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JacobD96
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hey guys, could anyone answer these questions


  • how do free electrons excite if they are not in atomic shells/ have ground states ?
  • is there's only one work function for a specific metal ? because say a photon didn't hit any free electrons it would hit an electron in the shell of ion/atom and wouldn't this type of electron require more energy to ionise/ emit from the surface of the metal than a free/delocalised electron, i.e. have a larger work function
  • is it only outer electron shell electrons that get excited ?
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teachercol
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They don't 'excite' , they just get more energy.

Work function energy is defined as the minimum energy needed. Yes other electrons need more.

Any electrons in an atom can 'get excited'. I prefer to think about the atom as a whole being excited and having energy levels.
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Mário
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(Original post by JacobD96)
hey guys, could anyone answer these questions


  • how do free electrons excite if they are not in atomic shells/ have ground states ?
  • is there's only one work function for a specific metal ? because say a photon didn't hit any free electrons it would hit an electron in the shell of ion/atom and wouldn't this type of electron require more energy to ionise/ emit from the surface of the metal than a free/delocalised electron, i.e. have a larger work function
  • is it only outer electron shell electrons that get excited ?
As far as I know:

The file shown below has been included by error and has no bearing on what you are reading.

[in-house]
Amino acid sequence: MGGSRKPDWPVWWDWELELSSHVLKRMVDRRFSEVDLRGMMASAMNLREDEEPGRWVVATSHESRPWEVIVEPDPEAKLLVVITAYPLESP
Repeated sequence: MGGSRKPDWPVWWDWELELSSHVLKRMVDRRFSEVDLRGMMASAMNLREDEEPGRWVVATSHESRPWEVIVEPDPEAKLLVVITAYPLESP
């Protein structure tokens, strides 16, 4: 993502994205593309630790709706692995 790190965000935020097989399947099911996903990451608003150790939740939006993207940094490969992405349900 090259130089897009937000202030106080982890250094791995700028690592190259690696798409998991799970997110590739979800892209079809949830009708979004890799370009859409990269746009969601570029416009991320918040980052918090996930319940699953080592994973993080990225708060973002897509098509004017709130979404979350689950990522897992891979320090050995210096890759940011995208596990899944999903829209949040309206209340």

• The free electrons don't get excited, they are simply moving from the negative terminal to the positive one when a potential difference is applied across the metal
  • Don't understand this question
  • Nope, any electron in the atom can be excited to a different energy state (or even freed from the atom) if enough energy is present

I suggest looking at this
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Stonebridge
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(Original post by JacobD96)
hey guys, could anyone answer these questions


[*]how do free electrons excite if they are not in atomic shells/ have ground states ?
So-called "free" electrons don't excite.
I suspect, though, that this is not what you mean.
Electrons in the metal still need energy to escape from the surface.

[*]is there's only one work function for a specific metal ?
Yes.

because say a photon didn't hit any free electrons it would hit an electron in the shell of ion/atom and wouldn't this type of electron require more energy to ionise/ emit from the surface of the metal than a free/delocalised electron,
yes

i.e. have a larger work function
No
The work function is not a property of the electron, it's a property of the metal. It's the minimum energy required to eject an electron. Some will require more.

[*]is it only outer electron shell electrons that get excited ?
Not necessarily. If an incomimg photon has enough energy (X-ray or gamma ray maybe) it could eject a deeper electron.
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teachercol
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Nice consistency guys
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Stonebridge
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(Original post by teachercol)


Nice consistency guys
Simultaneous replies.
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JacobD96
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ok cooooool

so the work function is not neccesarily the same as the ionisation energy need to emit an electron from its ground state, just the minimum energy needed for any electron emission from that metal i.e the work function = the minimum ionisation energy
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teachercol
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Its not really ionisation. The electrons released are not the ones attached to atoms; they are the free electrons in the metal. We just refer to this as emission rather than ionisation. .
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